When we say that the U.S. is a wealthy country, what exactly does that mean?
Typically, people are referring to per capita GDP, but that’s an income measure, not a wealth measure. Let’s talk wealth measures.
It may surprise you to know that the average household net worth in the U.S. as of 2010 was $498,800.
That’s pretty sizable. In fact, it’s so sizable, you’re probably saying to yourself: “Really? Where’s my $498,800?”
This shows the folly of talking about averages. If you put 100 Americans (chosen at random) into a room, their average net worth is likely to be near zero, because for every person who has a little home equity built up, there’s someone else whose house is below water, and we all know the average American has very little cash in the bank. We’re not a nation of savers.
But if Bill Gates suddenly walks into that same room, everyone’s “average net worth” becomes $790 million, because Gates has a net worth of $79 billion.
So here’s a more nuanced view of what’s going on:
|Wealth in the U.S. (click to enlarge).|
The chart (which comes from this report) says that as of 2010, the poorest 50% of Americans owned 1.1% of the country’s wealth, while the top 10% owned 74.5% of all wealth.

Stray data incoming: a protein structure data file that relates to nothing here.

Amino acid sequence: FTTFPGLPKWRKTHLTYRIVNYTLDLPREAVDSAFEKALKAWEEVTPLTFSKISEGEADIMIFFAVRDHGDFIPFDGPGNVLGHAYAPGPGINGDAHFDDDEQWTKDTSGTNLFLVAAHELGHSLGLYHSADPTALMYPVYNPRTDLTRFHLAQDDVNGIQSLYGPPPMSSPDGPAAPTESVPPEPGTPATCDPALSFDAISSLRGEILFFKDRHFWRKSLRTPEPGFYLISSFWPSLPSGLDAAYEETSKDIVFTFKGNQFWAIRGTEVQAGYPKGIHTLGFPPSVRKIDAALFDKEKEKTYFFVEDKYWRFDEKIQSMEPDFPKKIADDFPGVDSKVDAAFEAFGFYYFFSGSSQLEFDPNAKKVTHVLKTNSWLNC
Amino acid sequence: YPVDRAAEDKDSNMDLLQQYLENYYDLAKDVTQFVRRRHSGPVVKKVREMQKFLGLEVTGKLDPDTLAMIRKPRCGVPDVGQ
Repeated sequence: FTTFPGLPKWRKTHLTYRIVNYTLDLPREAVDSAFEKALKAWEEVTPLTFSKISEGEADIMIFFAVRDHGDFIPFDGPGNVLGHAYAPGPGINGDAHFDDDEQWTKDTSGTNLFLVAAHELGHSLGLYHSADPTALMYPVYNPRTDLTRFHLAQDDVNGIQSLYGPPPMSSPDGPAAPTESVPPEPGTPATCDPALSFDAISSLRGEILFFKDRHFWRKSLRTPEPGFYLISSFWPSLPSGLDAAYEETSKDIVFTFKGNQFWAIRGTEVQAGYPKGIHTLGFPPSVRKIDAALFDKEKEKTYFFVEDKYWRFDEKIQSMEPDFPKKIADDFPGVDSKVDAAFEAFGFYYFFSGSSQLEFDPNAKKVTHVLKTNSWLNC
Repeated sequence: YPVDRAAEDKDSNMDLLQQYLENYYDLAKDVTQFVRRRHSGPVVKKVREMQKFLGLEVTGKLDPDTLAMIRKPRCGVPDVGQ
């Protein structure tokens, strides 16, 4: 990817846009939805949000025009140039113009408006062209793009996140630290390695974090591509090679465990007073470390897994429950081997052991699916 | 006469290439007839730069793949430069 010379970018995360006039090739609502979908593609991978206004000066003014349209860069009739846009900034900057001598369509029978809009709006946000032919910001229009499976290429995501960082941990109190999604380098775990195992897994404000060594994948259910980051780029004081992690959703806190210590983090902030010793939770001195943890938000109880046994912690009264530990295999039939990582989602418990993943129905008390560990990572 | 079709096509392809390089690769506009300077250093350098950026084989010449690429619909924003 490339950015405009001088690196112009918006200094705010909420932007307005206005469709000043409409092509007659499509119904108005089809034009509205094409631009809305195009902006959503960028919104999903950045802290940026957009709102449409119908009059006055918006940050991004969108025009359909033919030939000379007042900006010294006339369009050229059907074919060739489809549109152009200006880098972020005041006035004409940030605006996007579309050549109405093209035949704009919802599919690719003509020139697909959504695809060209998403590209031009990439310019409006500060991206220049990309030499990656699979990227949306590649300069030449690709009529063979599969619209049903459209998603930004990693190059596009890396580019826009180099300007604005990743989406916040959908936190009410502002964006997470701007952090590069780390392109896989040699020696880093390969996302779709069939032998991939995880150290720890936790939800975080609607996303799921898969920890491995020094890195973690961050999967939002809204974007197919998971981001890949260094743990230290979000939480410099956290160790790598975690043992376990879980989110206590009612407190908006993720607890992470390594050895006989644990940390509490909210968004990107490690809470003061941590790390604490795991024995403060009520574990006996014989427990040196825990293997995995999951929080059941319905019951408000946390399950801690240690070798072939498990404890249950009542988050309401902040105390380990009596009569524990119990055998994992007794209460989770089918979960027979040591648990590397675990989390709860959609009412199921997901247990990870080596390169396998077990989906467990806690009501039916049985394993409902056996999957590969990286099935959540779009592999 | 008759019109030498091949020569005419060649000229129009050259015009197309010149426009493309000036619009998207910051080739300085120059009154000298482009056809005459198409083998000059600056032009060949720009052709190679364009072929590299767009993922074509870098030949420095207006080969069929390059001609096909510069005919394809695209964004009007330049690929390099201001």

From 1989 to 2010, the bottom 50% saw two-thirds of their wealth disappear (going from 3.0% to 1.1%), while the top 10% saw its share go from 67.2% to 74.5% (an increase of 10.9%). The top 1% saw its wealth go up 14.6%. Over a third of America’s wealth is concentrated in the hands of the top 1%, and that number continues to rise.
Of course, on a global basis the picture is even starker, because so much of the world is poor. Currently, the top 1% (globally) own more than 48% of all wealth in the world, and it appears inevitable that the top 1% will soon own the majority of the world’s wealth, if they don’t already.
But back to the original question: How wealthy is the United States? Here, we can talk about public sector wealth (we, the people; government wealth) or private sector wealth. Thomas Piketty presents the statistics in his book Capital in the Twenty-First Century. The bottom line is that public sector wealth is near zero because the total value of all government holdings (including all public property, government buildings, airports, railways, highways, military bases, weapons systems, etc., plus cash on hand and gold in Fort Knox) is almost exactly counterbalanced by the national debt. The only net wealth in America is privatewealth (equal to about four years of GDP), and as we’ve seen, that’s in the hands of relatively few people.
Presidential candidates, please discuss.
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